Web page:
Jan 21, 2024

How to Build a Seacuterie Board

This board idea may be the summer's hottest entertaining trend.

Jenny Rawn

It seems we aren't quite bored of boards yet. While people still build charcuterie boards, dessert boards, and yes, even butter boards, the latest trend for goodies to slap on a big board is perfect for the casual, beachy days of summer. Enter the seacuterie board, which features variations on seafood (with their perfect accompaniments) that people can sample to their heart's content.

"Seacuterie boards are a show-stopper," says Jenny Shea Rawn, M.S., MPH, R.D., author of the upcoming cookbook Coastal Kitchen, and one of the first to pick up on the seacuterie trend. "They are gorgeous, unexpected, and can be a bit over-the-top. Plus, seafood tends to be thought of as special and saved for special occasions, so there is something extraordinary about serving a beautiful platter of seafood."

Related: The Lazy Way to a Whip Up a Perfect Charcuterie Board

If you're thinking raw bar and big dollar signs, know that a seacuterie board doesn't have to be pricy. "Seacuterie boards can be made on any budget," Rawn says. "So, yes, some seacuterie boards can be chock full of lobster, crab and scallops, but they can also be compiled using common ingredients from your pantry and fridge—think tinned tuna or salmon and sardines."

When it comes to what seafood to pick for your seacuterie board, the more the merrier—and don't be afraid to mix in different preparations too. "Combine fresh seafood—raw and cooked—with tinned seafood and even dried seafood like tuna jerky," Rawn says.

Make sure to offer things for different adventurous eater levels—you'll always want to include something simple like cooked shrimp along with more daring options like raw oysters.

Rawn usually includes sauces like cocktail sauce, tartar sauce, and mignonette, or even some flavored melted butter—which is fantastic with lobster, of course.

Related: Orange-Chili Shrimp Cocktail

Toasted bread is great for spreading sauces and topping with seafood, and of course, lemon or lime wedges are essential squeezing over the seafood. "A good seacuterie board will have a few seafood options, something briny and tangy—think capers, olives, pickles, pickled onions—and we love Atlantic Sea Farms fermented products made with kelp, like Sea-Chi and Seaweed Salad," Rawn says.

Even seafood fans may want a break from all the ocean-y goodness, so make sure to include a few additional items on the board that don't come from the sea. "Serve a soft creamy cheese—Boursin is always a nice pairing—some crackers and perhaps some salted nuts as well," Rawn says.

You might want to change up the seacuterie board, depending on the season or the guest list. Rawn's summer favorite seacuterie board includes fresh-cooked lobster meat and shrimp, raw oysters and seaweed salad, with a few sauces and capers. You could also go with all grilled seafood, or opt for all tinned items, which makes a seacuterie board more picnic-friendly.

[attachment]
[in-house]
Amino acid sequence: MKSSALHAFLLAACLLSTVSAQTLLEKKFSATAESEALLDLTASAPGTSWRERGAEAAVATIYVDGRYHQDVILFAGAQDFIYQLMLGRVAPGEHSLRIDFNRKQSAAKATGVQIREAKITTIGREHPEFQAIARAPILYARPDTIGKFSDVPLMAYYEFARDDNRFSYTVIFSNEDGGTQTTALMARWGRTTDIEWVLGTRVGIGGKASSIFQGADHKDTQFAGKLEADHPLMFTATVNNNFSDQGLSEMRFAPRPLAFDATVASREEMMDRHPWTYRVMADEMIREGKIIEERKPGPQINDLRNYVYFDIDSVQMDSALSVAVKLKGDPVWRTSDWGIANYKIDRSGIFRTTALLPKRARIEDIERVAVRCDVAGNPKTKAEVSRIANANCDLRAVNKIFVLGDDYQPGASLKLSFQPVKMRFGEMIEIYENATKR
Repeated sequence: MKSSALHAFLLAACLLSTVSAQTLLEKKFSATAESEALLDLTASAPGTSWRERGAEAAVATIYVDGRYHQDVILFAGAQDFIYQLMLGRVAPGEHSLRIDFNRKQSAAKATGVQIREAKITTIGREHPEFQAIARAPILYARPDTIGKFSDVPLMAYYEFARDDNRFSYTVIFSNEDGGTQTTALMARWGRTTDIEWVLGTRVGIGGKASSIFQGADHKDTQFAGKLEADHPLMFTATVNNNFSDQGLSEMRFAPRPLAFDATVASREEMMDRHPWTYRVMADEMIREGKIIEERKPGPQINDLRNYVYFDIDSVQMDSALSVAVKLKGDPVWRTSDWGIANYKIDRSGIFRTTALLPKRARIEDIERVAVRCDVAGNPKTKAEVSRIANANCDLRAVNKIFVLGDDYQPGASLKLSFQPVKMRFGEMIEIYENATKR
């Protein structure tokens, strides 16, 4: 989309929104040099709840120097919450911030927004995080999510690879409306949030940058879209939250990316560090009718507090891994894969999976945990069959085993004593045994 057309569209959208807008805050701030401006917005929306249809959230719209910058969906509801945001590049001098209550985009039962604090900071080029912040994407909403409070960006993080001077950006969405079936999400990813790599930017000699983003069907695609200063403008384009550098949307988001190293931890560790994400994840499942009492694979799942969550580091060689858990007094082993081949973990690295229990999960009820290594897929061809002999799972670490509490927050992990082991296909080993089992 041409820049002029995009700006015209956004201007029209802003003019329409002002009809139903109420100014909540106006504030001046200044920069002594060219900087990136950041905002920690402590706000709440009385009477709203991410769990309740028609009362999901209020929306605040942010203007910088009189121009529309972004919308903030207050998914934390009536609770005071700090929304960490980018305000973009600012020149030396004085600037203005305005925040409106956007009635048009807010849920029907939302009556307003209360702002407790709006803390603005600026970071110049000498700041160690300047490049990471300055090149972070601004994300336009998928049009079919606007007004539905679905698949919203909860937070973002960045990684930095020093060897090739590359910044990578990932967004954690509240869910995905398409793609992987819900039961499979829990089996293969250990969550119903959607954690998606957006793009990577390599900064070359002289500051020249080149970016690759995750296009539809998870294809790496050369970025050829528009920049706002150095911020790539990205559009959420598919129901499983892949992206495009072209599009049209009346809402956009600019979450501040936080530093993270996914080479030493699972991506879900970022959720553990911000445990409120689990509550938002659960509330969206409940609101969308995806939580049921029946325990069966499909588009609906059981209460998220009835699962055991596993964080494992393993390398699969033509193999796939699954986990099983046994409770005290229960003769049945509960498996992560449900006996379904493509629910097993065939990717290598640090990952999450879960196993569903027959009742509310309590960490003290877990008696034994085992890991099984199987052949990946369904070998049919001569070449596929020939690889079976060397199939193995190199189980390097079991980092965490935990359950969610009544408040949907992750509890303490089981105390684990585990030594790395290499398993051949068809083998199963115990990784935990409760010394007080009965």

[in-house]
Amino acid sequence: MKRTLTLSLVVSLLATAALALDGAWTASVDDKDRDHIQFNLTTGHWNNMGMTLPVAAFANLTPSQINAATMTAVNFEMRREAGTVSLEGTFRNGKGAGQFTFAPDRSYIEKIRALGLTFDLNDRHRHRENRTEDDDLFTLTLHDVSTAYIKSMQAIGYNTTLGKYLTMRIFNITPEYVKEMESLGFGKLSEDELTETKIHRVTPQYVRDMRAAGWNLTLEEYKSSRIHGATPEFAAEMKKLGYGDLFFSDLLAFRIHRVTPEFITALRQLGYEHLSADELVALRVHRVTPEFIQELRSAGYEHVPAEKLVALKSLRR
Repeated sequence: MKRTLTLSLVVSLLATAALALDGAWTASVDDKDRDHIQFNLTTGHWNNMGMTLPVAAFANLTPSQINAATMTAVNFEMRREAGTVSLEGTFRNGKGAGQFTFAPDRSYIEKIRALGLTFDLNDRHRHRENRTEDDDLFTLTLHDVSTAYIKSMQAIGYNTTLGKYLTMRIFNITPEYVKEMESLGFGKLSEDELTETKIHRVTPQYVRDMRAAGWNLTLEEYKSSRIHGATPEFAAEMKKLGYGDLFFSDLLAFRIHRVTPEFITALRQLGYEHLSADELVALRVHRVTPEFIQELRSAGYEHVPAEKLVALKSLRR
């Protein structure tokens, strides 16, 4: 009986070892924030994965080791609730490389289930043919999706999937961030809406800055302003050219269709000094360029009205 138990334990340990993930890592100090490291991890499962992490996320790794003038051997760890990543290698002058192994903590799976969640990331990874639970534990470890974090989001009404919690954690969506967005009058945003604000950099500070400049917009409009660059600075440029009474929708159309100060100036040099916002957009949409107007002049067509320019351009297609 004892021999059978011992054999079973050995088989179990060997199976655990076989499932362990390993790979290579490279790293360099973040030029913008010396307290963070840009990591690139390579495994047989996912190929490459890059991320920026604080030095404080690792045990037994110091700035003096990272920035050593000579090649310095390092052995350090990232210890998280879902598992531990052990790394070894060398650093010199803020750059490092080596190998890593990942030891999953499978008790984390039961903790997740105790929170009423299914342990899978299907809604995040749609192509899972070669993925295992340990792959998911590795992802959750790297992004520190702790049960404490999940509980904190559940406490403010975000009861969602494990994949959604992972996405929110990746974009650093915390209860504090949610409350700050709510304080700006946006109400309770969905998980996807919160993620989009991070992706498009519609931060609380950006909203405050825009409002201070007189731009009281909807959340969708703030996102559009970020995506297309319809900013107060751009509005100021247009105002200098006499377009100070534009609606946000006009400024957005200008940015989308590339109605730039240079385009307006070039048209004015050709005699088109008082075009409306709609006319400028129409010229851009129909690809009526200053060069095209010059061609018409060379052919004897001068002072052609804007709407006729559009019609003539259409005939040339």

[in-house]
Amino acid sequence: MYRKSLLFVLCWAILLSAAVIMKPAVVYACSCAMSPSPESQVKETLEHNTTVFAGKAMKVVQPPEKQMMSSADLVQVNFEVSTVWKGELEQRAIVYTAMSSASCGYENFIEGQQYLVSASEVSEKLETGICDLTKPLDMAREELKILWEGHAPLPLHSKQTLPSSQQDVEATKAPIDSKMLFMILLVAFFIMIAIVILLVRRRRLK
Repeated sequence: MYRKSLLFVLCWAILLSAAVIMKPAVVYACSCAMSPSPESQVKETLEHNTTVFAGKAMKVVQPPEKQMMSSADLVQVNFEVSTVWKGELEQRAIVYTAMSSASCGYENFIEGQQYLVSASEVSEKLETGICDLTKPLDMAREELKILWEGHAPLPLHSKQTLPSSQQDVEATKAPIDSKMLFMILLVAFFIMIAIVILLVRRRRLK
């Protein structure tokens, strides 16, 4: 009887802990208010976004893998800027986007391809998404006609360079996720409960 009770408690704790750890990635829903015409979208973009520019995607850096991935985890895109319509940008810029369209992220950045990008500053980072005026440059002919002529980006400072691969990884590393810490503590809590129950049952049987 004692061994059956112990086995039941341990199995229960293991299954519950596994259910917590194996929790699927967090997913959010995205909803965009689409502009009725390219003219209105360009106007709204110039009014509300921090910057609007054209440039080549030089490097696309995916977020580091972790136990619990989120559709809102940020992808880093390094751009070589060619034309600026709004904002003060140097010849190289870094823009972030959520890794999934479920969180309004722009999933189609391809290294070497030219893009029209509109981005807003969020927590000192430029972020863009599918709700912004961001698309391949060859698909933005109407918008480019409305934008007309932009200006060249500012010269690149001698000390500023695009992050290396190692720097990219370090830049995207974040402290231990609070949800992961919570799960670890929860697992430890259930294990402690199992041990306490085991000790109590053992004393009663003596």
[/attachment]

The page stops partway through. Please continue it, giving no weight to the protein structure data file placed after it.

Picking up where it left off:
Rawn is also a huge fan of a lobster BLT board, which is a swanky upgrade of the traditional lunch sandwich.

While leaving charcuterie boards out in the summer heat for hours is also a definite no-no, a seacuterie board definitely needs a little extra care in presentation and safety—because no one wants to give their party guests food poisoning.

In most cases, Rawn recommends using a tray with a lip and filling it with ice if you're doing a fully chilled seacuterie board, or ensuring chilled fish is served in a bowl over ice if there are some grilled or dried items that don't need to be kept as cold. "If it's a small group and you expect the board to be gone in minutes, you may not need to serve it over ice," she says. "But if it'll be sitting out for a bit before guests eat it all, then ice is a good idea."

Related: How to Select, Store, and Serve Seafood Safely, According to an Expert

Pro tip: You can also keep the seacuterie board on the small side, and stash extras in your fridge to replenish with fresh chilled items as it gets depleted.

Be especially careful about serving raw or undercooked seafood if your guest list includes people who are pregnant or immunocompromised, young children or older adults, as that can put them at risk of foodborne illnesses, Rawn says. And follow all FDA food safety practices, which means you should toss out food that's been left out for more than two hours (or more than an hour if it's a 90-degree day.)

To keep things sanitary, make sure you have plenty of tongs, forks, sauce spoons, and other accoutrements for guests to serve themselves. And don't forget that those shrimp tails and oyster shells need somewhere to go, so make sure to place a bucket or bowl (or a trash can) near the seacuterie board where people can ditch their trash.

Like other boards, putting together a pretty seacuterie board is all about the presentation. Rawn likes to place cooked seafood onto a bed of salt—either pink Himalayan or Celtic sea salt (perfect for sprinkling on the seafood as well!). Slices of citrus can also be a base layer for seafood. And look for ways to incorporate the watery theme—such as using cleaned sea shells to hold seafood or sauces.

For more Real Simple news, make sure to sign up for our newsletter!

Read the original article on Real Simple.